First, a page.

Simon, you could add the missing gates on the townside and have your miniature Germans - if you have them - trapped in the yard and getting shot by your miniature Romans. Or maybe there's a daring breakthrough and some attempts to climb the galleries. Fun stuff. :-)
 
Gabrielle, good to know. I will look for them in your other texts :-) especially that I know very little about the Romans, their short stay in Britain being the exception, of course :-)
 
OMG - what a stunning picture to start your blog with!
 
Kasia, check the sidebar under 'Peregrinationis' for the Roman posts; all of those about Trier are by Aelius Rufus, plus some of the Saalburg stuff, Segedunum in Britain and the ones in Wales.

Thank you, Anerje.
 
Thanks, Gabrielle. I will definitely take a look at the posts during my Christmas break. BTW, have you any texts concerning medieval Christmas celebrations? I'm planning to recommend a few texts for further reading on Henry's blog. Just wanted to ask if you don't mind.

Oh, and feel free to drop by. I've justed posted a short text on the new king Wenceslas :-)
 
Gabrielle, I want to wish you a Merry Christmas and a Happy New Year, and in my native Polish: Wesołych Świąt i Szczęśliwego Nowego Roku! It's been great to meet you. 2012 was (and still is) a good year. So many new people...
I'm really happy :-)
 
Gabrielle, if you don't have anything connected with Christmas, I will include links to your Fram texts. Would it be okay?. I know, Amundsen has nothing to do with Henry the Young King but a lot with my teenage years, when I was head over heels in love with him and Fridjof Nansen and polar explorers in general :-)

Merry Christmas again!

(Gee, hope I haven't overused your precious space:-))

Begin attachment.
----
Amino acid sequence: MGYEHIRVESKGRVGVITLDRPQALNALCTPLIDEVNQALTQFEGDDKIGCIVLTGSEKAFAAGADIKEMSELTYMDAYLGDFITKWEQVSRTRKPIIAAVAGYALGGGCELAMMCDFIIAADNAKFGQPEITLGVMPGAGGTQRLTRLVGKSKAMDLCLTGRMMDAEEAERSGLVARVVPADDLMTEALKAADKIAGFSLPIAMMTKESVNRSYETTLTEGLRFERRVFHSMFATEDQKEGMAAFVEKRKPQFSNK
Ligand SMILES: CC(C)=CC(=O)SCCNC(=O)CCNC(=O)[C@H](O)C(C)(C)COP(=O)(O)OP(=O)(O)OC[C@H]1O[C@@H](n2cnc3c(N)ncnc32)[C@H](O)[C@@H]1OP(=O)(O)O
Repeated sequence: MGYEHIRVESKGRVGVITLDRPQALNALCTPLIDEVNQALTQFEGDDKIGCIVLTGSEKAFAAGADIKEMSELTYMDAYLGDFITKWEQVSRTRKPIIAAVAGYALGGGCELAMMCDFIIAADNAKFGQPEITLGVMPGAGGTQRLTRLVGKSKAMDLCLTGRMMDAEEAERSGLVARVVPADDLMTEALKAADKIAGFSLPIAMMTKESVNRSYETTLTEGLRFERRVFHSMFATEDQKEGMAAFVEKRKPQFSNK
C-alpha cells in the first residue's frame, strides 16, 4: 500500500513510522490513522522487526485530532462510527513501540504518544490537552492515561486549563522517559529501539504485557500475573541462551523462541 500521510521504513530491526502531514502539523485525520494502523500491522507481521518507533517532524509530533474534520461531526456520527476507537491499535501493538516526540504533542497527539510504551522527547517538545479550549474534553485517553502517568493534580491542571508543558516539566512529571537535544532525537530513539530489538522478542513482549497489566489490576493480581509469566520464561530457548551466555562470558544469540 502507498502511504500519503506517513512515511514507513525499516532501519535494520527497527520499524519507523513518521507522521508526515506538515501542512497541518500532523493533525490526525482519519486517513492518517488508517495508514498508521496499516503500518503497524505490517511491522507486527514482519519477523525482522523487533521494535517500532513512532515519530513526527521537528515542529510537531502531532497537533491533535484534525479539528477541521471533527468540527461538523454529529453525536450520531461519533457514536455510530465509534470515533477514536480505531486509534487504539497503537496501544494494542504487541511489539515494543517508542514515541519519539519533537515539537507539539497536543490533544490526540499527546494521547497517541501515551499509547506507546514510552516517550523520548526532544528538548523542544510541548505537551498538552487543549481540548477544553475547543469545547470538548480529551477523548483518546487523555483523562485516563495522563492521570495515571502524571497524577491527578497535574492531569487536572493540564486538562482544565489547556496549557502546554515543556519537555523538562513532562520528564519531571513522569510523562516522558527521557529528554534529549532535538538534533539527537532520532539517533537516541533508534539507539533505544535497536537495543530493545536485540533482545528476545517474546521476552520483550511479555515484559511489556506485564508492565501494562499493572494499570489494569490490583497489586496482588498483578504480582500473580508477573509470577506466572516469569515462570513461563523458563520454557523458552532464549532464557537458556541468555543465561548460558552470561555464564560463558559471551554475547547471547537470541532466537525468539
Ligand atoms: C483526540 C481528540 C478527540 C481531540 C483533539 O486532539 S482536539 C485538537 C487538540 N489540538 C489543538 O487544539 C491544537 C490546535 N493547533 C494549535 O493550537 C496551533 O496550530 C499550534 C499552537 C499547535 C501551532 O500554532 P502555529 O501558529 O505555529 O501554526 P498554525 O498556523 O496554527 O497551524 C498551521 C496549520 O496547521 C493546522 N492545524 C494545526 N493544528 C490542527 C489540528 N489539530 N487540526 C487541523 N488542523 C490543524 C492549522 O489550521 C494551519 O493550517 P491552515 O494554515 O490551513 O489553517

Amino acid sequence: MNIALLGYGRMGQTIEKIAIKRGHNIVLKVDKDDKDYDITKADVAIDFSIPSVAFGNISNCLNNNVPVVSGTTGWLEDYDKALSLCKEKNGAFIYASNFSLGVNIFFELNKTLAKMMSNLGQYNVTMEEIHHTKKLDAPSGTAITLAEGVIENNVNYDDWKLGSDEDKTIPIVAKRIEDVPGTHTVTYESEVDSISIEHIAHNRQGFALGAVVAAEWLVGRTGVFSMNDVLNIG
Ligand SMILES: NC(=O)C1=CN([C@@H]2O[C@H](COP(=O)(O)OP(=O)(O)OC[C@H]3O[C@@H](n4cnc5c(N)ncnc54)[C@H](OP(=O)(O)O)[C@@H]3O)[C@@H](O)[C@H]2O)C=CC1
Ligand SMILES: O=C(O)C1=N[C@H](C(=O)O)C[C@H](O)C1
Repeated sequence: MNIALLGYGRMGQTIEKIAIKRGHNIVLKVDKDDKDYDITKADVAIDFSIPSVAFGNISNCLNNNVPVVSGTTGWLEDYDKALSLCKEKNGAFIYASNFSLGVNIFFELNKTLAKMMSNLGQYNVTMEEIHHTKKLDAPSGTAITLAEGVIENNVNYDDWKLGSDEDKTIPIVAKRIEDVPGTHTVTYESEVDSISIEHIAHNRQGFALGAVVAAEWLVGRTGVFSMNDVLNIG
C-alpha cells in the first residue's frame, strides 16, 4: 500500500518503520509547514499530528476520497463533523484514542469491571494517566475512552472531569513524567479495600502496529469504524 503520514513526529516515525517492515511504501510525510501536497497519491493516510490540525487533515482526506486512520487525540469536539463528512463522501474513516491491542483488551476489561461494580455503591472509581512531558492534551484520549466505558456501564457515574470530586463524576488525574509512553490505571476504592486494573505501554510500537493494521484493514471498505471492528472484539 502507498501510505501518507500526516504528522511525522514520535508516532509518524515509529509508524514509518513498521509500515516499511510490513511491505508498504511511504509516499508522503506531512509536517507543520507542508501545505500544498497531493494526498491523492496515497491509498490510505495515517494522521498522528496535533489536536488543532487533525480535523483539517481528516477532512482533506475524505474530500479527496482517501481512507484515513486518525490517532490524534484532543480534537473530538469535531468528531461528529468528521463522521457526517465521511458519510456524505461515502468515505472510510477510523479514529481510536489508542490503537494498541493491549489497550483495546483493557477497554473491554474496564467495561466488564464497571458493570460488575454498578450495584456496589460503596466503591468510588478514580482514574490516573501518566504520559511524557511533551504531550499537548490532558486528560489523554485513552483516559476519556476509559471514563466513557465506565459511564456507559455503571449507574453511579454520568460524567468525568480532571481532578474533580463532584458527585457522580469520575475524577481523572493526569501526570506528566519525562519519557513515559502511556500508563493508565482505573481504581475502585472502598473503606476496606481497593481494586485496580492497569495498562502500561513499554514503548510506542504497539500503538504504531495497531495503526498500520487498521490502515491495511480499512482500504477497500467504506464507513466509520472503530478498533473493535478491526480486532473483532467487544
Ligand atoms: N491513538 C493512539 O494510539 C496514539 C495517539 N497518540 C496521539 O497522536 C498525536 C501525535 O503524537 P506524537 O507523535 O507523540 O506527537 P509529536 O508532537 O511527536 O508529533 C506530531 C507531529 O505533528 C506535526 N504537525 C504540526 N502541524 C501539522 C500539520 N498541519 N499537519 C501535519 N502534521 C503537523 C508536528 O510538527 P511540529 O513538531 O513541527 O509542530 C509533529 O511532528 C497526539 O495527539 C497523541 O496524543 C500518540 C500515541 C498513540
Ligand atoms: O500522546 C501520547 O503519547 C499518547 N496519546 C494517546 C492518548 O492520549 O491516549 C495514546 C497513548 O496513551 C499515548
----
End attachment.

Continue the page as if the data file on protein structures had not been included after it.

Kasia,
I haven't specifically researched Mediaeval Christmas celebrations, but I got the impression that Christmas was a lot less important than Easter at the time. There were always Easter diets and other, more informal meetings, and the palatine castles and the churchs chosen for Easter celebrations gained a lot of prestige. I've never found similarly important Christmas diets and other official meetings.

Of course you're welcome to link to posts from my blog.

And I wish you ein frohes Weihnachtsfest und ein glückliches Neues Jahr. :-)
(I can even pronounce those Polish words; picked the rules up during my studies of historical Linguistics.)
 
Thanks, Gabrielle. That's very interesting. I know nothing about German medieval Christmas traditions, I admit. Although I know how much the theatre owes Easter celebrations in Germany and one Hroswitha :-) It somehow confirms that in Germany Easter was more important than Christmas.
 
Post a Comment

<< Home


Miscellaneous musings of an aspiring Historical Fiction and Fantasy author. Illustrated essays on Roman, Dark Age and Mediaeval history, Mediaeval literature, and Geology. Some poetry translations and writing stuff. And lots of photos of old castles, cathedrals, Roman remains, and beautiful landscapes from Germany, the UK and Scandinavia.

All texts (except comments by guests) and photos (if no other copyright is noted) on this blog are copyright of Gabriele Campbell.

My Photo
Name:
Location: Germany

I'm a writer of Historical Fiction living in Germany. I got a MA in Literature, Scandinavian Studies, Linguistics and History, I'm interested in Archaeology and everything Roman and Mediaeval, an avid reader, opera enthusiast, traveller with a liking for foreign languages and odd rocks, and photographer.

e-mail
Twitter


Links leading outside my blog will open in a new window.
I do not take any responsibility for the content of linked sites.